Article One - Legal Issues to Consider when Leasing Residential Property in Thailand
Story date:1 March 2013
The leasing of residential property in Thailand is a commonplace transaction which affects the lives of many, however, there are a number of legal issues that tenants & landlords should be aware of in order to avoid problems developing at a later stage.
One of the most asked questions we hear is whether a residential lease needs to be registered at the Land Department. Basically, if the term of a lease is 3 years or less then registration of the lease is not required in order for the lease to be legally enforceable. However, in order to protect the tenants' interests, a lease with a term which exceeds 3 years (but 30 years or less) should be registered in order ensure enforceability in court.
When registering a lease, the parties should bear in mind that currently the lease registration fee is set at 1% of the total rental fee over the entire term of the lease agreement. In addition, the parties should be aware that this transaction will also be subject to stamp duty set at 0.1% of the total rental fee over the entire term of the lease agreement.Hence, for example if the monthly rent is 25,000 and the term of the lease is 4 years then the applicable lease registration fee shall be 12,000 THB while the applicable stamp duty will be 1,200 THB. In regards to the issue of who must pay these fees, often it is shared between the parties however, they are able to apportion the cost according to their own agreement.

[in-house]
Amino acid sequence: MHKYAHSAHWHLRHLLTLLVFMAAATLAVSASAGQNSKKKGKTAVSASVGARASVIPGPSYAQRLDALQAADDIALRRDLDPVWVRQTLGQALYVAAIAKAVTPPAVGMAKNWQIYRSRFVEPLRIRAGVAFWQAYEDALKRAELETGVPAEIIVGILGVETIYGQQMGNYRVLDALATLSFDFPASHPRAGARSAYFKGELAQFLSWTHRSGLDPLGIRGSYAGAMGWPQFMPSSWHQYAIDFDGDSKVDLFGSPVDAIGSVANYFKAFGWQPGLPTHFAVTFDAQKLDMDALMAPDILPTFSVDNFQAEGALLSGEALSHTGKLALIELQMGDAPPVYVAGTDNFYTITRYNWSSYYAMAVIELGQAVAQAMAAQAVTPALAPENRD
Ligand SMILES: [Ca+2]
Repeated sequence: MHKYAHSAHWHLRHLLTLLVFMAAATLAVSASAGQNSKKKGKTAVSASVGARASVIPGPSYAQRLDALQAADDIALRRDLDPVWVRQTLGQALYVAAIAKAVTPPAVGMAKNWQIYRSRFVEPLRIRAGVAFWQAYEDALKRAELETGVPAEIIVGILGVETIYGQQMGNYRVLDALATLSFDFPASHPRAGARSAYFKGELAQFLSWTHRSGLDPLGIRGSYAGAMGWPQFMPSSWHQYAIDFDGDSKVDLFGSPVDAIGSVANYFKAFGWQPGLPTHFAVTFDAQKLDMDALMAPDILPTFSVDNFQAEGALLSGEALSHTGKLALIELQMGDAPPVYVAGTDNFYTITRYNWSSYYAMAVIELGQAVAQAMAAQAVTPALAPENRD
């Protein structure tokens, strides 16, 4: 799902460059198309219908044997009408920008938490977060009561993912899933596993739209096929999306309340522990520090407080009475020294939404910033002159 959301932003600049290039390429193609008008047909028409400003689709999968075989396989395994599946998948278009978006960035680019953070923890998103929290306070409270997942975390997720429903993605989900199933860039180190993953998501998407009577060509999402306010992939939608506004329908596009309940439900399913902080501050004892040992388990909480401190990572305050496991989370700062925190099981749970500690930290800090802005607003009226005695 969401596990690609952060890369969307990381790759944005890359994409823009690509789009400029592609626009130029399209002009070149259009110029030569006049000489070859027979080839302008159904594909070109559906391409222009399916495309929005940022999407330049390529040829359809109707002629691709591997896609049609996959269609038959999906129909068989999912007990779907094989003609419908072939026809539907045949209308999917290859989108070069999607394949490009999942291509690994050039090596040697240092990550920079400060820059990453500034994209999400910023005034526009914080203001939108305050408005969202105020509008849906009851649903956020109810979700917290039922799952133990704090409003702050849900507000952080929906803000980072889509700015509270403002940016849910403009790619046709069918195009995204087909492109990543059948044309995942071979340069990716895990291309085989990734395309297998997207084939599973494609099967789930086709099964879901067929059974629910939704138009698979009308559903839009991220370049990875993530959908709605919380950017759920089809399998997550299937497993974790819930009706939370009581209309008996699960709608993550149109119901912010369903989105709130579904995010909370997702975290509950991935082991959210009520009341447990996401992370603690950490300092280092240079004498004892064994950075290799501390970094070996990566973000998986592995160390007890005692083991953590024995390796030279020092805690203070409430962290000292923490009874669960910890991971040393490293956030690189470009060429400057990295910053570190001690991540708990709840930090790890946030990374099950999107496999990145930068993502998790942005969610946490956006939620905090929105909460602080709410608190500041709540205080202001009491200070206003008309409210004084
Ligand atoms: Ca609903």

The documentary requirements for registering a lease include the lease agreement in Thai language script, the identification of the parties i.e. Thai ID card or passport. It is also important to note that the lease agreement must include a reasonable rental fee otherwise the officials will not register the lease or they will assess it based upon government appraisal for the property.
For leases exceeding 3 years and up to 30 years in length, the benefits of registering them with the Land Office are several fold. Firstly, if a legal conflict arises regarding a registered lease then generally speaking the courts will enforce the lease, whereas if the lease is not registered and a conflict arises after 3 years of the agreement have passed then the courts will not enforce the lease. Secondly, if a landlord is a person and they die before the end of the term then the tenant is still able to continue leasing the property for the term of the agreement unless the conditions of the lease provide otherwise. Finally, and crucially if the landlord sells the property to a third party after 3 years of the agreement have passed, then the lease can be enforced by the tenant against the new owner unless the lease agreement provides otherwise. However, if the lease is not registered then the new owner could legally force the tenant off the property.